Friday, April 25, 2014

Jamming the Gears of Rage


Today marks the 69th anniversary of the execution of Pastor Dietrich Bonhoeffer, a German Christian and resister who spoke out against the rise of Nazism in Germany and acted up to jam the gears of facism.  Bonhoeffer was both reasonable and fearless; and his life (and death) will forever challenge people of conscience to assume responsibility in seasons of moral crisis.  Plenty of Christians in Germany chose to do little or nothing in those terrible days of the mid-20th century.  But Dietrich Bonhoeffer and others believed that faith required courageous resistance, even flawed resistance, rather than inaction and silence.  While their plot to assassinate Hitler was ultimately unsuccessful, and may have come too late anyway, it serves for many of us as a provocative sign of discipleship.  Faith struggling for authenticity in the real world.  “The ultimate test of a moral society," wrote Bonhoeffer, "is the kind of world that it leaves to its children.”

In that spirit then, I want to call out the remarks of Wayne LaPierre in Indianapolis today.  Speaking to the true believers of his National Rifle Association (NRA), LaPierre has once again championed a vision of this country that is fearful, divided and violent.  Like others before him (and, frankly, like the Nazis in the 30s), LaPierre is happy to foment fear, distrust, even racial contempt, because all of this animates his righteous ranks in their defense of everything they love.  Which seems to be their weapons and their rage.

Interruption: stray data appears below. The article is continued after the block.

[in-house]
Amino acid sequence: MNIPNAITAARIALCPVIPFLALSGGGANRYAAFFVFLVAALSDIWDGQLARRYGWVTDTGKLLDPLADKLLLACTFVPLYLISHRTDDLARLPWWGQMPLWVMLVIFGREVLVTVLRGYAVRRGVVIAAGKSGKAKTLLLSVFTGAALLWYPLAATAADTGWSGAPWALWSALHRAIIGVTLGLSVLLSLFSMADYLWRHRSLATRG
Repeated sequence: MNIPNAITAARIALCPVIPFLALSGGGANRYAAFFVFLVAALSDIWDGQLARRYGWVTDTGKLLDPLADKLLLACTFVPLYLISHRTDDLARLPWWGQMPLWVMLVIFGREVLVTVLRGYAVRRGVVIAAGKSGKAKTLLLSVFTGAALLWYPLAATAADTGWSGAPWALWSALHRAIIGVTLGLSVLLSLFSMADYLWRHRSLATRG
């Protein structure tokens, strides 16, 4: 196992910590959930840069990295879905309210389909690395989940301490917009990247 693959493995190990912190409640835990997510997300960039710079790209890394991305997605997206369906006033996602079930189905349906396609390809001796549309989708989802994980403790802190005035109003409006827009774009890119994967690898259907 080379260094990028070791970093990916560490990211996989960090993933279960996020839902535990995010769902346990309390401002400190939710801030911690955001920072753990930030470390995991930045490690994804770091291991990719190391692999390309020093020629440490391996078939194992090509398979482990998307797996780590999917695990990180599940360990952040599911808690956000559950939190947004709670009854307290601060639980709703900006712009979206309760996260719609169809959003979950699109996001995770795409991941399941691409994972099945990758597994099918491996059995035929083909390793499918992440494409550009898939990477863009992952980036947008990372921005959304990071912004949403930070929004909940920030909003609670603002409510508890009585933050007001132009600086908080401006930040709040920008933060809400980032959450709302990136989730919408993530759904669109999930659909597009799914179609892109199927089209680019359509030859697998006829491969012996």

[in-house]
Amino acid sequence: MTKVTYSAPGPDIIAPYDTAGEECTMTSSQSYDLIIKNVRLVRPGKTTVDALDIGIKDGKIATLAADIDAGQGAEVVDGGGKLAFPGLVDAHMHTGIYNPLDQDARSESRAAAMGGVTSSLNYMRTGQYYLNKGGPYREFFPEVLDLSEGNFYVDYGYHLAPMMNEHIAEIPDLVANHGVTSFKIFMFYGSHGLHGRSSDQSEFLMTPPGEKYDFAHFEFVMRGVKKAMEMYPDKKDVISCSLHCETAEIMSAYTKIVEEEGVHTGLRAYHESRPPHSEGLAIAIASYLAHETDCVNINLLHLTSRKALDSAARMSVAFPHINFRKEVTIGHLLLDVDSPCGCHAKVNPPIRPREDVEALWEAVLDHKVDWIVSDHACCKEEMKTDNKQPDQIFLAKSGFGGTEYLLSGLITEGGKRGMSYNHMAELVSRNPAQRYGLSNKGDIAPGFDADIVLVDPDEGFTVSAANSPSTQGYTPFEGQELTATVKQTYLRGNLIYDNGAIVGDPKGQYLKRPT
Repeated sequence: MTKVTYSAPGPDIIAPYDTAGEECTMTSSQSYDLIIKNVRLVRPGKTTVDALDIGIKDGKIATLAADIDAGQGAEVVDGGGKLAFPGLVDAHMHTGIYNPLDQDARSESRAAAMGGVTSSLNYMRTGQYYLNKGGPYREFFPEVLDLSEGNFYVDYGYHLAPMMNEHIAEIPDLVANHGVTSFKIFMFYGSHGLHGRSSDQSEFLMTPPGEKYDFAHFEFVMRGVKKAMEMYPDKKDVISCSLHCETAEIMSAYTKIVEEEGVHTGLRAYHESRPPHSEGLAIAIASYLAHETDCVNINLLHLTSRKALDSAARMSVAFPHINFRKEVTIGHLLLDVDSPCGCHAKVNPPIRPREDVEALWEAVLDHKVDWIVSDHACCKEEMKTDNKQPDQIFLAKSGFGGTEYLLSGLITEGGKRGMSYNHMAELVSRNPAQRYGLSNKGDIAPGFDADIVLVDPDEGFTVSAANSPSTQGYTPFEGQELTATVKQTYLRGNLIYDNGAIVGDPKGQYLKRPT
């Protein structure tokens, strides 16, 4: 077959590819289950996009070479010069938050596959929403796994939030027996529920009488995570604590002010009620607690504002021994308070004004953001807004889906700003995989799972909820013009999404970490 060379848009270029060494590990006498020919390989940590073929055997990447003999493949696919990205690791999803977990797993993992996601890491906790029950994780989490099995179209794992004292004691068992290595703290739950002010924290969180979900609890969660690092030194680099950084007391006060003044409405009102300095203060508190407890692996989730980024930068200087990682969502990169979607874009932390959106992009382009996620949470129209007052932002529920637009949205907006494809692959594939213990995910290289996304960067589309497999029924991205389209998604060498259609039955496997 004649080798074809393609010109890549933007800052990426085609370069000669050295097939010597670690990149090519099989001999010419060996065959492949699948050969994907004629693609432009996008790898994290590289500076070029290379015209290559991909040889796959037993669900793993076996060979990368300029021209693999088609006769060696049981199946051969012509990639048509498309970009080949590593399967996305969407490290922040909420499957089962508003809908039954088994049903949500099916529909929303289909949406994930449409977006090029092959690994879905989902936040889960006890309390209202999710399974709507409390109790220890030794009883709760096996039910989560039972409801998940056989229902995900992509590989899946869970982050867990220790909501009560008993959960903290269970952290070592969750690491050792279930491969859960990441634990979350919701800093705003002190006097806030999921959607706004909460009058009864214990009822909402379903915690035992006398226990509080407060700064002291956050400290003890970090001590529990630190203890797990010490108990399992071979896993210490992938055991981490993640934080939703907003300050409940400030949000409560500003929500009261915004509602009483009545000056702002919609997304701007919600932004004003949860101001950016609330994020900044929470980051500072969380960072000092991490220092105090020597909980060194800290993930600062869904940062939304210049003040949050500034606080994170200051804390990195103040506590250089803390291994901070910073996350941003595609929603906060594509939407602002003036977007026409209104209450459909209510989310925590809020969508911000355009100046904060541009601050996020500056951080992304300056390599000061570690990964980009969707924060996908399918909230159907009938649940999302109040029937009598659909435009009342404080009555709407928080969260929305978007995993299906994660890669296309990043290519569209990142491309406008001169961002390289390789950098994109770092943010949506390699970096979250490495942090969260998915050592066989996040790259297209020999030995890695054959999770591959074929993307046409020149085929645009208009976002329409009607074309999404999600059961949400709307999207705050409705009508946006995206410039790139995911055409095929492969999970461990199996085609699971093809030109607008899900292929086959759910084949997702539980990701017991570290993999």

Here are LaPierre's words today (4/25/14):
"We know, in the world that surrounds us, there are terrorists and home invaders and drug cartels and carjackers and knockout gamers and rapers [sic], haters, campus killers, airport killers, shopping mall killers, road-rage killers, and killers who scheme to destroy our country with massive storms of violence against our power grids, or vicious waves of chemicals or disease that could collapse the society that sustains us all. I ask you. Do you trust this government to protect you? We are on our own."